Selling the Mansion
by Christopher A. Ferrara
The entirely preventable homo-priest eruption has taken a rather comical turn. On May 21, 2002 AP reported that Chicagos Cardinal Francis George "said he's considering selling the mansion that has been home to Roman Catholic archbishops in Chicago for more than a century, and some of the profits could pay legal fees in priest sex-abuse cases."
The story notes that "the three-story red brick building in Chicago's ritzy Gold Coast neighborhood was built in 1885 and has been visited by Pope John Paul II. It could bring millions of dollars to an archdiocese that faces new lawsuits over allegations of sexual abuse."
Cardinal George says that while selling the mansion would help pay legal fees, his main reason was "the search for simplicity." As a priest, notes the AP story, "the archbishop took a vow of poverty. I would like to conform my own life to a model thats more simple, he said."
While the Cardinal has realized that he never really needed that mansion anyway, it seems that "George could not make the decision on his own and would have to convince archdiocese Chancellor Jimmy Lago and the archdiocese finance committee." But Lago is a mere layman. Here we see how surreal the current situation of the Church has become: Cardinal George has to ask some guy named Jimmy Lago for permission to sell the Archdiocesan mansion, so that the Cardinal can engage in the "search for simplicity" - while he pays off the lawyers defending all the priest sex-abuse cases arising from all the crimes committed by "gay" priests who should never have been ordained in the first place. Are we dreaming?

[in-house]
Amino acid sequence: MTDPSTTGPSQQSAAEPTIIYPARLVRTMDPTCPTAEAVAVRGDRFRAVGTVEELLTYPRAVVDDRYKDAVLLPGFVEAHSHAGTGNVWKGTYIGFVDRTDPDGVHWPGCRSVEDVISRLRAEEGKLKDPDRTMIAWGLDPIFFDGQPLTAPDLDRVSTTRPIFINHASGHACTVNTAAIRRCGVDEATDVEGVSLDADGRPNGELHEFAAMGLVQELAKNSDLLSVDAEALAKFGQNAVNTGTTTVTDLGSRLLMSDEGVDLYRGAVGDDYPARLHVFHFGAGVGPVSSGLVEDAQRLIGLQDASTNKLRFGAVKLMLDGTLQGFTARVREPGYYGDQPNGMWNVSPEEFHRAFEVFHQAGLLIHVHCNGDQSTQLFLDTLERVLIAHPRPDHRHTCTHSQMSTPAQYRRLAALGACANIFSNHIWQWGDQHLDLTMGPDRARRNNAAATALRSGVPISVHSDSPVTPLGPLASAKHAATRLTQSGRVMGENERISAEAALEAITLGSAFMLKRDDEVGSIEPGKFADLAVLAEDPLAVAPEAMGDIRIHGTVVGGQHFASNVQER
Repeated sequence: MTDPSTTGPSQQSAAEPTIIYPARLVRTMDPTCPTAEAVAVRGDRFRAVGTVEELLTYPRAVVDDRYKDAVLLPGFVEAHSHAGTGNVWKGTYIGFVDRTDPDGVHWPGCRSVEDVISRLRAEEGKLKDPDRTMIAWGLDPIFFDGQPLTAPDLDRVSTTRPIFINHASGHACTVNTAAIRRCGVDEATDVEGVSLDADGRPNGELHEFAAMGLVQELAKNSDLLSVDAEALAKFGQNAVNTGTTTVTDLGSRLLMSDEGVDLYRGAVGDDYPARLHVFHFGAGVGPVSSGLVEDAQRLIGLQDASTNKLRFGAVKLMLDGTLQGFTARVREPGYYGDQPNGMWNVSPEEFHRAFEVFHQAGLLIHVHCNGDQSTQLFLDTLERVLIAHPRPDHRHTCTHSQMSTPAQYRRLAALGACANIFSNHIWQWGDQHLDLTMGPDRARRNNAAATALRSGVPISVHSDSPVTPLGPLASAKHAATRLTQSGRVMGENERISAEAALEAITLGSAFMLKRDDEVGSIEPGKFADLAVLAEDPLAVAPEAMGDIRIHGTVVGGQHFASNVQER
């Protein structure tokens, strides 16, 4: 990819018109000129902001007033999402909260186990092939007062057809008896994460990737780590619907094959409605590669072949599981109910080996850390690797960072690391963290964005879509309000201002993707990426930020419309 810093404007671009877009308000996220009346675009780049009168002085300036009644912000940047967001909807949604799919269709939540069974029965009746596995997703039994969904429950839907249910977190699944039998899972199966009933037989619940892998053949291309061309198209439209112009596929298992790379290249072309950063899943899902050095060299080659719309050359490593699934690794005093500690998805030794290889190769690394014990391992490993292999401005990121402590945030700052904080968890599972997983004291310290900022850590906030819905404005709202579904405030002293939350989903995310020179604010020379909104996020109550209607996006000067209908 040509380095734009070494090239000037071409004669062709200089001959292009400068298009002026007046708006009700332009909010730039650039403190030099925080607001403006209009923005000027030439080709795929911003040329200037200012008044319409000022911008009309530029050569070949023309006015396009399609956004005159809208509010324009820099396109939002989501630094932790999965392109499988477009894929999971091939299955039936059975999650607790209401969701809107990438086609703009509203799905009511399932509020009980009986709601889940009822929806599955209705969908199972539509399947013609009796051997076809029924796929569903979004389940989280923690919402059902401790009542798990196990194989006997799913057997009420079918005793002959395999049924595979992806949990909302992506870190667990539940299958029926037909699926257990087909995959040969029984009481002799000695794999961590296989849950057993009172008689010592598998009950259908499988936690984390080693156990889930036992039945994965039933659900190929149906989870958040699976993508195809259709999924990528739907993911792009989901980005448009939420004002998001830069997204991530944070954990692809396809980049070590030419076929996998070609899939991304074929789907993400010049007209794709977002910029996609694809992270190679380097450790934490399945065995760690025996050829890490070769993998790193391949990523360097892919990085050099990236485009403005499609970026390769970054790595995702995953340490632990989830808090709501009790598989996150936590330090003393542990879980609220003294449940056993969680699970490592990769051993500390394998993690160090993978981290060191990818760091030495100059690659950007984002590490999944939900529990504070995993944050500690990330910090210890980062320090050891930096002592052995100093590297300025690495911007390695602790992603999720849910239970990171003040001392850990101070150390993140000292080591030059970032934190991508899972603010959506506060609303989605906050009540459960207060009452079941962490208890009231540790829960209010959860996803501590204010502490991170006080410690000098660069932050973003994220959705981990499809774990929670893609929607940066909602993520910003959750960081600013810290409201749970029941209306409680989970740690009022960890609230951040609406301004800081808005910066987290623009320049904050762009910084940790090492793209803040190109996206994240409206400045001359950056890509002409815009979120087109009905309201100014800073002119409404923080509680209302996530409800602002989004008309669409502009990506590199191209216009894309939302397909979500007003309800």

According to "luxury real estate specialist" Jim Kinney, the mansion, which has 19 chimneys, a carriage house and 10 city lots of landscaping, would sell for at least 12 million dollars. But 12 million dollars is a drop in the bucket when one is being billed for legal defense work by top Chicago firms and being forced to make payouts in multiple sex-abuse cases, any one of which could "hit" for tens of millions of dollars if it went to a jury.
My advice? Keep the mansion. After all, it was the simple faithful whose donations paid for it. And if its simplicity the Cardinal is searching for, why not look for simplicity in the solution to his priestly sex-abuse problem: stop ordaining homosexuals, remove "gay" priests from their many positions of authority in the Archdiocese of Chicago, and stop supporting the "gay ministries" which help perpetuate the "gay subculture" in the Catholic clergy. Simple enough, isnt it? But that kind of simplicity is not politically correct. Selling the mansion is. And so it goes in the springtime of Vatican II.